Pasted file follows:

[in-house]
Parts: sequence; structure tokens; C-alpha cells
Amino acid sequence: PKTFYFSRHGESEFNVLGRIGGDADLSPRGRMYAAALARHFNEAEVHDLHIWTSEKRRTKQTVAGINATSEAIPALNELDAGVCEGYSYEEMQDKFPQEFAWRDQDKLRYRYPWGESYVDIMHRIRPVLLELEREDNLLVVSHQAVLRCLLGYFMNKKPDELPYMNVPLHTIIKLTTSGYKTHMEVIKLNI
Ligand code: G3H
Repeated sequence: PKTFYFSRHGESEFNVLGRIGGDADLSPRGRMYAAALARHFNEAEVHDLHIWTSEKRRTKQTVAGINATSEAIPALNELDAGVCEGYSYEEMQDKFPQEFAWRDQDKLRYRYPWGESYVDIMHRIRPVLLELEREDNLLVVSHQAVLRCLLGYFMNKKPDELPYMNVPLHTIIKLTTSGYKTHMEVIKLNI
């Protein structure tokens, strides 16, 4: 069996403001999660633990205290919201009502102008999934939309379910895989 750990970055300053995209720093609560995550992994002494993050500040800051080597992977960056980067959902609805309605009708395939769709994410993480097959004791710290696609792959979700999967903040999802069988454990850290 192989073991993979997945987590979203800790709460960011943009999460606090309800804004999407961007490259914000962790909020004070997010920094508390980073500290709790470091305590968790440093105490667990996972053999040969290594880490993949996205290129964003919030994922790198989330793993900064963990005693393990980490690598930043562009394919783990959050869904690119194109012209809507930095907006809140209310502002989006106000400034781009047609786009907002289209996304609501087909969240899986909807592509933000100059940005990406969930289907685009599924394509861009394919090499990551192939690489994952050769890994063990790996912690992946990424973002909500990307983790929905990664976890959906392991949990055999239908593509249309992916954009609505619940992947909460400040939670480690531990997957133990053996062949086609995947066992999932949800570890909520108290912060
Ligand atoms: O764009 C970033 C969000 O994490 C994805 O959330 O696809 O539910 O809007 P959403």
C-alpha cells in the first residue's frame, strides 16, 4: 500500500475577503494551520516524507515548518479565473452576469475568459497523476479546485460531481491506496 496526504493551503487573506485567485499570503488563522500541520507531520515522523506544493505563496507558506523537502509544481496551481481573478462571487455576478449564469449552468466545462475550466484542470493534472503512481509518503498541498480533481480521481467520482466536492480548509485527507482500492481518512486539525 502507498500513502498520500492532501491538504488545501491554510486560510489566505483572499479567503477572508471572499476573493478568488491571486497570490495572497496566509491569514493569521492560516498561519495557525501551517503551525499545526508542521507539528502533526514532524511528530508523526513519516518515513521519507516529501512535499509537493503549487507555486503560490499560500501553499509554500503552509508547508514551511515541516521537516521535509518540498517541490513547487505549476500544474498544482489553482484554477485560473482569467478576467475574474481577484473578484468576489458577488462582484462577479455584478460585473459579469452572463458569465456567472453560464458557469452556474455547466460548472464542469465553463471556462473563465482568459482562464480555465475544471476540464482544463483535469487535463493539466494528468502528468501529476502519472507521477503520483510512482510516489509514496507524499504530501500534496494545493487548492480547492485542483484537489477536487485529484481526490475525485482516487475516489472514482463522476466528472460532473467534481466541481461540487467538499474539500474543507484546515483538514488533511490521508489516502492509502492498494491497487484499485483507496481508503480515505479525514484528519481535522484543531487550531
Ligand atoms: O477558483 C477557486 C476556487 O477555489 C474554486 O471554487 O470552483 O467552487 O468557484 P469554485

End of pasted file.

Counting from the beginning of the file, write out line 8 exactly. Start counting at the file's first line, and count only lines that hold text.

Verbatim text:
C-alpha cells in the first residue's frame, strides 16, 4: 500500500475577503494551520516524507515548518479565473452576469475568459497523476479546485460531481491506496 496526504493551503487573506485567485499570503488563522500541520507531520515522523506544493505563496507558506523537502509544481496551481481573478462571487455576478449564469449552468466545462475550466484542470493534472503512481509518503498541498480533481480521481467520482466536492480548509485527507482500492481518512486539525 502507498500513502498520500492532501491538504488545501491554510486560510489566505483572499479567503477572508471572499476573493478568488491571486497570490495572497496566509491569514493569521492560516498561519495557525501551517503551525499545526508542521507539528502533526514532524511528530508523526513519516518515513521519507516529501512535499509537493503549487507555486503560490499560500501553499509554500503552509508547508514551511515541516521537516521535509518540498517541490513547487505549476500544474498544482489553482484554477485560473482569467478576467475574474481577484473578484468576489458577488462582484462577479455584478460585473459579469452572463458569465456567472453560464458557469452556474455547466460548472464542469465553463471556462473563465482568459482562464480555465475544471476540464482544463483535469487535463493539466494528468502528468501529476502519472507521477503520483510512482510516489509514496507524499504530501500534496494545493487548492480547492485542483484537489477536487485529484481526490475525485482516487475516489472514482463522476466528472460532473467534481466541481461540487467538499474539500474543507484546515483538514488533511490521508489516502492509502492498494491497487484499485483507496481508503480515505479525514484528519481535522484543531487550531